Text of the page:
A Model for Pedestrian Interaction with Anticipation
This model represents a crowd of pedestrians and their interactions .[more]
The main point of the model is that the interaction force between two pedestrians is not based on their distance (as it happens for, say, electrons) but rather on their time to collision, which is defined as “the duration of time for which two pedestrians could continue walking at their current velocities before colliding”.
So in this model you do not see nearby pedestrians repel each other if their trajectories are not such as to produce a collision in the next few seconds. That makes it possible for pedestrians to walk side by side and form clusters, as happens in the real world. On the other hand, two pedestrians about to collide will try to change their motion (in velocity direction and/or speed) to avoid the impact.[less]
"dt": Time step used in the integrator; higher values make the simulation run more quickly but less precisely.
"initial speed variance": The interval for the initial speeds (randomly generated with a uniform distribution) is (1±variance) times the initial average speed.
"walls damping coeff.": If this coefficient is set to 0, there is no damping when the particles bounce against the walls, reproducing a pure elastic collision. Otherwise the damping coefficient reduces the elastic bouncing behavior of the particles, creating potentially interesting clustering and synchronization effects.
"anticipatory force strength": Multiplicative coefficient for the strength of the anticipatory force in the pedestrians' interactions.
"free direction": Particles have no preferred direction and move freely after each interaction.
"initial (0) or xy (1) direction": Coefficient to change (mix) the behavior from the initial velocity preferred direction (0) to horizontal/vertical preferred direction (1). In the first case, to allow for a "natural" bouncing, the preferred direction angles for the velocity vector at time will be , where is the initial vector angle.
"exit door" model
"British queueing": Coefficient to shift back the target points of each particle (according to their position) from the exit door in order to form a more ordered queue in the British style. After entering the "ideal" queue, the particles move toward the exit door.
"energy": Since the pedestrian interaction force is not conservative, energy is not preserved and particles would then slow down and lose all of their initial kinetic energy. To avoid this, all the particles are given a "restoring speed" force and then try to regain their initial absolute speeds after each interaction. The difference between the initial kinetic energy and the actual kinetic energy represents the energy currently absorbed in the interactions.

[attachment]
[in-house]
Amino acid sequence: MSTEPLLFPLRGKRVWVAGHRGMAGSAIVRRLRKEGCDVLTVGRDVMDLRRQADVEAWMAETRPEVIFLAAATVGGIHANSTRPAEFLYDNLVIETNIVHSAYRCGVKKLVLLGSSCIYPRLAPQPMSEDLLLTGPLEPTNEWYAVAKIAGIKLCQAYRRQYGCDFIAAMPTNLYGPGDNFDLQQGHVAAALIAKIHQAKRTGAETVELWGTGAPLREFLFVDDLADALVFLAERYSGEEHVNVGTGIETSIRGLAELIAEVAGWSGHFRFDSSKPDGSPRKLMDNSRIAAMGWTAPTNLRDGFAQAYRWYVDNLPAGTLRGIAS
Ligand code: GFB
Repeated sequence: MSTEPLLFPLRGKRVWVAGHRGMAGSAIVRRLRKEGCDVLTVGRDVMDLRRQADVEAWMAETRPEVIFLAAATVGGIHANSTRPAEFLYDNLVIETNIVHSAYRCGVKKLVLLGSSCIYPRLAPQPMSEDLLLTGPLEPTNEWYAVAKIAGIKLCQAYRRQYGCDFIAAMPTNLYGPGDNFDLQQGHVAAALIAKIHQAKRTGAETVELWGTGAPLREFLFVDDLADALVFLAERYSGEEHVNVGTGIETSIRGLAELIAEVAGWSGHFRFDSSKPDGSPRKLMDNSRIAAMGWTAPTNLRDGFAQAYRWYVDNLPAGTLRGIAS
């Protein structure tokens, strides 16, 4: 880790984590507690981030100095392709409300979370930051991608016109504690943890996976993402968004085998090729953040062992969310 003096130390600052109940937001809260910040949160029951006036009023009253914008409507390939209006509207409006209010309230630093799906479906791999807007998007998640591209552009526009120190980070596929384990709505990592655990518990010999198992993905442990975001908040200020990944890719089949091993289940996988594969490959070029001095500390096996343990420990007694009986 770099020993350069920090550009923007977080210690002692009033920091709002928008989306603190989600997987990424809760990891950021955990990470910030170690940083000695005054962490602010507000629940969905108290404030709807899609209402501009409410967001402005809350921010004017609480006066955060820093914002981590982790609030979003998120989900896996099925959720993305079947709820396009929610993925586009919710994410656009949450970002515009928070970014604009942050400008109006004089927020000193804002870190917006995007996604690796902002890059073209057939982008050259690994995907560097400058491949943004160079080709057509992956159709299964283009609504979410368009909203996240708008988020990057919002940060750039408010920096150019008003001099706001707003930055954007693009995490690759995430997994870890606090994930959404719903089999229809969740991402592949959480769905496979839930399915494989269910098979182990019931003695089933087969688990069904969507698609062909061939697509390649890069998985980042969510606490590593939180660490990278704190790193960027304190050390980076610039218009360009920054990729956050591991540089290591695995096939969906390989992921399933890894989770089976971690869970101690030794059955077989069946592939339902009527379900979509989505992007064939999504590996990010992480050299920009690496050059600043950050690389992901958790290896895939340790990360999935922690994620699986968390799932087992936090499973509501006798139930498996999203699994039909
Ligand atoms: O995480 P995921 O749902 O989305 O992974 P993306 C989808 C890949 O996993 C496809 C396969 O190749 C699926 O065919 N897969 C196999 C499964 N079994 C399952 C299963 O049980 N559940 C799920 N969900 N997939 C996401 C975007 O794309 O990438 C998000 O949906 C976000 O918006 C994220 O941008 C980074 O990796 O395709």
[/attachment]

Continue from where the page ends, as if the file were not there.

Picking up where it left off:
"particle ids": Red particles have higher speeds, blue particles have lower speeds, and other colors have intermediate speeds proportional to their hue color.
"clusters": If this option is checked, clusters are shown as gray dotted circles, where the line thickness/darkness is proportional to the cluster size. Clusters are calculated through the Mathematica function FindClusters.
"sync" (only shown in the "courtyard model"): This index is higher when the particles tend to circulate around the center of mass with the same rotational direction. It would be 100% if all the particles rotated in the same clockwise (red) or counterclockwise (blue) direction around the center of mass.
"exits rate" (only shown for the "exit door model"): Number of exits per unit time. The time is calculated from the time of the first exit minus 4.
Snapshot 1: In the "courtyard" environment, after the initial random and disordered interactions, particles tend to move in a synced circular motion and form clusters.
Snapshot 2: In the "exit door" environment with the British queueing control set close to 1, particles tend to form an ordered queue.
Snapshot 3: In the "exit door" environment with the British queueing control set close to zero, particles crowd in a disorderly way in front of the exit door. This queueing style usually produces a lower exit rate than that of the British style.
The Verlet discrete time integrator was adapted from a Demonstration by Ulrich Mutze and Stephan Leibbrandt (Approach of a System of Particles towards Thermal Equilibrium; see Related Links).
 I. Karamouzas, B. Skinner, and S. J. Guy, "Universal Power Law Governing Pedestrian Interactions," Physical Review Letters, 113, 238701, 2014. journals.aps.org/prl/abstract/10.1103/PhysRevLett.113.238701.
 S. Strogatz, Sync: The Emerging Science of Spontaneous Order, New York: Hyperion, 2003.
 L. Moroni. "An Anticipatory Interaction Model for a Crowd of Pedestrians." (Mar 1, 2015) www.lucamoroni.it/cdf-simulations/anticipatory-interaction-model-for-pedestrians.